However, the public will deem the search excessive use of force on the accused performed by the RCMP officer. This search would increase public outrage regarding excessive use of police powers as they believe the search could have performed in a less intrusive mean. Furthermore, the “throat hold” should not be performed on anyone especially females as it can result in health complications (Atherley & Hickman, 2014). However, it is necessary to note that the “throat hold” is a common practice used by the RCMP drug squad to prevent drug traffickers from destroying evidence. This practice is not illegal as it is used to prevent the swallowing of drugs that may be in the accused mouth that will aid in substantiating the charge.
Another recent court case that remarkably challenges the Fourth Amendment is, Riley v. California. The case covered the right of officers to obtain information from cellular devices. The case ended with the need for warrants to be issued to legally search cellphones. There are court cases that will always go on fighting these rights constantly due to error or sheer ignorance, but the natural rights of citizens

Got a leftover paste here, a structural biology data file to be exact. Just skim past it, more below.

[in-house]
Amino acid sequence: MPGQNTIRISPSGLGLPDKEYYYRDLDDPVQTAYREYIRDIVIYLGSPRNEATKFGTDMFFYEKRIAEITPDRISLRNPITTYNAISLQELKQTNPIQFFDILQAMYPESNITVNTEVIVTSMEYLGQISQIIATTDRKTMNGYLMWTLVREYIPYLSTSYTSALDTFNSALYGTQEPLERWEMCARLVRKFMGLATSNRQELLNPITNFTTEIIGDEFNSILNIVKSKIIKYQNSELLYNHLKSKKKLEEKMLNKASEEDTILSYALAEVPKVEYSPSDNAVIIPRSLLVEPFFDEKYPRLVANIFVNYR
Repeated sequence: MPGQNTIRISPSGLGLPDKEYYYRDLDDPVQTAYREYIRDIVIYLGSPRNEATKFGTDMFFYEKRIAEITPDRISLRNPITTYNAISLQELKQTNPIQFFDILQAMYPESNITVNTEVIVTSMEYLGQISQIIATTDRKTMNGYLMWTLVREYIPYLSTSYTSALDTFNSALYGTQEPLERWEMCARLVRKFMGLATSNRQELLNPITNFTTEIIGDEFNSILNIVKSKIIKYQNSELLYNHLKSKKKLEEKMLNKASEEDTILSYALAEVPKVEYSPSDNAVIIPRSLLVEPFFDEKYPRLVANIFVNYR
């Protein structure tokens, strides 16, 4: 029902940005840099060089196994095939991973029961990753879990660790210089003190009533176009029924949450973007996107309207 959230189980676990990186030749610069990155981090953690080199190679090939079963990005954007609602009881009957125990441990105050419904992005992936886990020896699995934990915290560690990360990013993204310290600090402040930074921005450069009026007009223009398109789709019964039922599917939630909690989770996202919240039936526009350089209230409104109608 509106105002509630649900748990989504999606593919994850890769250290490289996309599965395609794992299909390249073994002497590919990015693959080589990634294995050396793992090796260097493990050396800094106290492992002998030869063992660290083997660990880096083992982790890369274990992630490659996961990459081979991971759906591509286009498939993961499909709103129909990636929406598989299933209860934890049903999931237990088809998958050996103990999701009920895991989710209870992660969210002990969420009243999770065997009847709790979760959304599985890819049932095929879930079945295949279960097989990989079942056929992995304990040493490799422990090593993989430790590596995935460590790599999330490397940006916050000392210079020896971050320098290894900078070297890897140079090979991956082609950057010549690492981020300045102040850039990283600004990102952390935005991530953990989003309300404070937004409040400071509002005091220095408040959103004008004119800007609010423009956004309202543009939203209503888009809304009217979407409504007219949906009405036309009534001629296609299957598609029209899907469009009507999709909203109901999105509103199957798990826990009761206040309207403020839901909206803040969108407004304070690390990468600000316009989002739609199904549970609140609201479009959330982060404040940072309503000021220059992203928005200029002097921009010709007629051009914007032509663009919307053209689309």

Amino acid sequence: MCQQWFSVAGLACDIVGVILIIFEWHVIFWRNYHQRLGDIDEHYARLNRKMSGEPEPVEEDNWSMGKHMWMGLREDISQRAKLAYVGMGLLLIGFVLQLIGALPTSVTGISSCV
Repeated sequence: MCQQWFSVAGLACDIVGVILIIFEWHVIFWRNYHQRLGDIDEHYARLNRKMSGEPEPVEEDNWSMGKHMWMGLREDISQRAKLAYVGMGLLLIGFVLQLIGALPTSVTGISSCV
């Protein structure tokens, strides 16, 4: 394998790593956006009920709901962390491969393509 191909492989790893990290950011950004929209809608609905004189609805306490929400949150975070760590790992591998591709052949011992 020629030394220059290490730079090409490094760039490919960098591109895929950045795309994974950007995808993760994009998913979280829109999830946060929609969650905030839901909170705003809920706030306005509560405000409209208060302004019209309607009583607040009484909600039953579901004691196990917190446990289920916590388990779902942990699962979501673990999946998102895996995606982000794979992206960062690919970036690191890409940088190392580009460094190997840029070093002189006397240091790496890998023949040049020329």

The article “Alberta Court of Appeal strikes down part of drunk driving law” analyzes the striking down of a section of the province 's Traffic Safety Act that allows immediate and compulsory suspension for anyone charged with impaired driving. Alberta 's highest court has ruled that the current law violates the Canadian Charter of Rights and Freedoms because it ignores the presumption of innocence and the right to a fair trial before any punishment is imposed. The majority decision found the license suspension practice goes against the charter, as it assumes that every driver who is charged with an alcohol related offense is a danger. Under the current system, an accused impaired driver will have less suspended driving time (a difference